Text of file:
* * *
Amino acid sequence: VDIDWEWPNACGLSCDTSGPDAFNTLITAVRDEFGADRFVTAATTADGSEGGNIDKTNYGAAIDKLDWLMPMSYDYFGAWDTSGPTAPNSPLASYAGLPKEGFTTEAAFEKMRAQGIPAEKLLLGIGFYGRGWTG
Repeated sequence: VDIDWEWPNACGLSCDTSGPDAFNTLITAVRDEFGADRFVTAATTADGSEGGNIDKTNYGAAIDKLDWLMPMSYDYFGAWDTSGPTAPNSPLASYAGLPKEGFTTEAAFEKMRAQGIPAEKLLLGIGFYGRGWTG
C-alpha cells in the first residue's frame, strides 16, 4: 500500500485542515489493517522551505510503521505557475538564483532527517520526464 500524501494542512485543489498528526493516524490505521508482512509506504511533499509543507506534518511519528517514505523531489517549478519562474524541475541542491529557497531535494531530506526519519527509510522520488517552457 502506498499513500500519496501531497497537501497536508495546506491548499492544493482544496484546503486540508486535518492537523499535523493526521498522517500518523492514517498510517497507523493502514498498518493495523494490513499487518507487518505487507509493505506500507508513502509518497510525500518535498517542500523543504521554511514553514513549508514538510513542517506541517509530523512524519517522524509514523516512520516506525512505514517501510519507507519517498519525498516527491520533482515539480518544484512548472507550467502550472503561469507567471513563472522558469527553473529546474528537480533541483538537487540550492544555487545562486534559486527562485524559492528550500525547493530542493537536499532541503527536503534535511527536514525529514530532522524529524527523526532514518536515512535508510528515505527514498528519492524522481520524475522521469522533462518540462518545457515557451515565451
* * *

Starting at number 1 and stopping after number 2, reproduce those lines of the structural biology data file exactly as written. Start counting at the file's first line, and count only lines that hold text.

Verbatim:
Amino acid sequence: VDIDWEWPNACGLSCDTSGPDAFNTLITAVRDEFGADRFVTAATTADGSEGGNIDKTNYGAAIDKLDWLMPMSYDYFGAWDTSGPTAPNSPLASYAGLPKEGFTTEAAFEKMRAQGIPAEKLLLGIGFYGRGWTG
Repeated sequence: VDIDWEWPNACGLSCDTSGPDAFNTLITAVRDEFGADRFVTAATTADGSEGGNIDKTNYGAAIDKLDWLMPMSYDYFGAWDTSGPTAPNSPLASYAGLPKEGFTTEAAFEKMRAQGIPAEKLLLGIGFYGRGWTG